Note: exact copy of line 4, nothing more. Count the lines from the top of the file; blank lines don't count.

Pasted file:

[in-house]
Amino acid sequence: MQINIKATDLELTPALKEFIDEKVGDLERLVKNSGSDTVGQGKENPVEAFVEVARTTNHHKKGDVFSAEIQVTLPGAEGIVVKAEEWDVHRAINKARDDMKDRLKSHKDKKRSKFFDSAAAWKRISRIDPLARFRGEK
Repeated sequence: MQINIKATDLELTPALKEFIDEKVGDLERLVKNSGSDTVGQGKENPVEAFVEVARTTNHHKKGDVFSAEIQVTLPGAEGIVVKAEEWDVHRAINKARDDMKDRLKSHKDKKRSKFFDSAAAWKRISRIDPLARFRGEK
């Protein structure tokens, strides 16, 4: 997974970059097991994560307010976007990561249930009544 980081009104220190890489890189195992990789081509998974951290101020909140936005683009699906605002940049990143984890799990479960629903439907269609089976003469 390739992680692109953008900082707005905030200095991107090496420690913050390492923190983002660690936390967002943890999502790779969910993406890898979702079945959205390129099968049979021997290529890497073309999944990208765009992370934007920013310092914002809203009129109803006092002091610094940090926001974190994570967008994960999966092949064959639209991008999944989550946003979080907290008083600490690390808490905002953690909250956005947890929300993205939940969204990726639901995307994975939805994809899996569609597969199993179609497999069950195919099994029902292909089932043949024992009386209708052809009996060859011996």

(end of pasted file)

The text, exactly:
């Protein structure tokens, strides 16, 4: 997974970059097991994560307010976007990561249930009544 980081009104220190890489890189195992990789081509998974951290101020909140936005683009699906605002940049990143984890799990479960629903439907269609089976003469 390739992680692109953008900082707005905030200095991107090496420690913050390492923190983002660690936390967002943890999502790779969910993406890898979702079945959205390129099968049979021997290529890497073309999944990208765009992370934007920013310092914002809203009129109803006092002091610094940090926001974190994570967008994960999966092949064959639209991008999944989550946003979080907290008083600490690390808490905002953690909250956005947890929300993205939940969204990726639901995307994975939805994809899996569609597969199993179609497999069950195919099994029902292909089932043949024992009386209708052809009996060859011996």